This is an archive of past events within the Department of English Studies. Please see our current events for forthcoming activities.
Some of our public events are recorded and are available as podcasts via our Research English At Durham blog.
Wilhelminian Apparitions: ghosts and desire between science, religion and art in the German nineteenth-century novel from Raabe to Fritz
Part of the Institute of Advanced Study's 'Evidence of Spirits' lecture series.
With the advent of Darwinism and the triumph of exact science in the latter half of the nineteenth century, German society faced religious and cultural crisis. In the re-established Empire the received religious truths embodied in the master narrative of the Bible had been usurped by the new master narrative of The Origin of Species, the dethroning of humankind from its supremacy over creation, and the materialistic struggle for existence. Thus the new American movement of spiritualism answered German needs. It seemed to offer objective evidence of spirit interventions and manifestations, so that the demands of science were satisfied, and the cherished doctrines of afterlife could re-emerge in a form apparently legitimated by the new epistemological authority. But what actually emerged was desire – the desire to deny loss and replace the lost in a newly-threatening world.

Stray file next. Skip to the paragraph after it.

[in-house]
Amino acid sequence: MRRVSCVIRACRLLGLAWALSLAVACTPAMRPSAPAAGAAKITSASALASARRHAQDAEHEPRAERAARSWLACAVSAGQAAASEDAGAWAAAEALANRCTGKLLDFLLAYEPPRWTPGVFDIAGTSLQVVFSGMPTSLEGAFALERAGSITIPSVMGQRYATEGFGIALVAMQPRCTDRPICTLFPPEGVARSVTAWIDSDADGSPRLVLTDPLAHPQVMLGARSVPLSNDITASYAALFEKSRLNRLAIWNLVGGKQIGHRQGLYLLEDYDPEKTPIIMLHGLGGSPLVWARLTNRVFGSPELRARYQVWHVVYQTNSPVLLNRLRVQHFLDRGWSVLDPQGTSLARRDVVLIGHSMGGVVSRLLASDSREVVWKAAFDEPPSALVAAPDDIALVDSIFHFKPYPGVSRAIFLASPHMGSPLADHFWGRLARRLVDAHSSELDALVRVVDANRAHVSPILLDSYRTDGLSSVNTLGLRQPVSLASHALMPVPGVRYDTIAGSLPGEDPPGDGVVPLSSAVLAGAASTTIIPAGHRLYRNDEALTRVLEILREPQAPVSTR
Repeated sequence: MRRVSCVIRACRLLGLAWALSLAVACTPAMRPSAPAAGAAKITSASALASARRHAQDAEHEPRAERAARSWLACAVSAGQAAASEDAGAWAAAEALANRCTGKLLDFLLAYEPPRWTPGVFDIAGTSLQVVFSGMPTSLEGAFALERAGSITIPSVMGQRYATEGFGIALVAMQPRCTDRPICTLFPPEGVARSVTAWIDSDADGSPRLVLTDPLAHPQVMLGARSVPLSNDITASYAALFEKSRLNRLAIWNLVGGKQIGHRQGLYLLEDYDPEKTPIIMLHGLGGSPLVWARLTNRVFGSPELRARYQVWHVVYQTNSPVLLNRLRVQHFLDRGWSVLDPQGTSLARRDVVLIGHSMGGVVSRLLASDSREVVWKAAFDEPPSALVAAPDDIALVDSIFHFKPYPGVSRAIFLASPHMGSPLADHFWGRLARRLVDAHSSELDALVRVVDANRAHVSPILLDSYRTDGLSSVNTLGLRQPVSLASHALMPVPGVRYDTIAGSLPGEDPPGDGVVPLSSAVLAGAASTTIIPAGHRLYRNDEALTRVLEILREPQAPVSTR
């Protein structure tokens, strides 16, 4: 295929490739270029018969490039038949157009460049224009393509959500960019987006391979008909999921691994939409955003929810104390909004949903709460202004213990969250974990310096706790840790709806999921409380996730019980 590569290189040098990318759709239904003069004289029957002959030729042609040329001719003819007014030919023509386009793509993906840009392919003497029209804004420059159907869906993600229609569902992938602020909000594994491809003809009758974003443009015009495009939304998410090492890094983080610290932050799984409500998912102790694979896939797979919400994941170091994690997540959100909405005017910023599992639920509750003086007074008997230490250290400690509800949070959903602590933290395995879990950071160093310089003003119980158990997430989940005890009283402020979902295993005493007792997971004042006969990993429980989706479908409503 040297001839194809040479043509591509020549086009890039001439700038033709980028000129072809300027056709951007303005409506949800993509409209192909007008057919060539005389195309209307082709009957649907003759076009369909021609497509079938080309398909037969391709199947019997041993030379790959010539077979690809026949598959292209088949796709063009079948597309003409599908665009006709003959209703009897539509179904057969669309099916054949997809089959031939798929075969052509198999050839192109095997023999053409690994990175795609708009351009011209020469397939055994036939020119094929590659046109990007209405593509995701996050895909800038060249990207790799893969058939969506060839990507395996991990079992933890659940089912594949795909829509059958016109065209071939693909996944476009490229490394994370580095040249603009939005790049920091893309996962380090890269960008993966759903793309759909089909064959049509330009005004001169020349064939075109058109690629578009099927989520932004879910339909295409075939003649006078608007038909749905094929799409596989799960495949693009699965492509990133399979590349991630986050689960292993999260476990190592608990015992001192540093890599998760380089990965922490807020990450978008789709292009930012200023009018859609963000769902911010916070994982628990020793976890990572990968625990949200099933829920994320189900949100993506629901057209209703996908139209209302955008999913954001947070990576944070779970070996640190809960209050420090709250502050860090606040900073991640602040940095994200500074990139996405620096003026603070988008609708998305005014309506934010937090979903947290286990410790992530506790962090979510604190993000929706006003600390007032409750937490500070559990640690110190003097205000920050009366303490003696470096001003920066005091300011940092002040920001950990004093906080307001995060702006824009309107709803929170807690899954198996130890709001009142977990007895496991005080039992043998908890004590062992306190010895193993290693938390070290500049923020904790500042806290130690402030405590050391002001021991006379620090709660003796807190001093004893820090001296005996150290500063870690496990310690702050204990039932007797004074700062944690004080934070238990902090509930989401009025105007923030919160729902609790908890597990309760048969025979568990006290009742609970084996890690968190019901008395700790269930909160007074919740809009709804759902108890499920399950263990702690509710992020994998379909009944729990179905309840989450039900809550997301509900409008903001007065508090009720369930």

In a series of late nineteenth-century Wilhelmine novels the cult of the spirit was gradually unmasked as the need to believe in illusion itself, and that need was eventually identified with an Orphic and Pygmalionic vision of the artist as secular priest. The scene was set for modernist aestheticism. And spiritualism becomes a cipher for an Empire based on denial of the death of the past.
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Research in English At Durham (READ) blog showcasing the the literary research emerging from the Department of English Studies
We host a large number of conferences, lectures and seminars each year, many of them open to the public. Find out more on our Events page.
Many of our public lectures, seminars and conferences are recorded, and can be listened to as podcasts.
- 29th January 2021
- Title TBC
- Online (Zoom)
- Dr Hannah-Rose Murray (University of Edinburgh)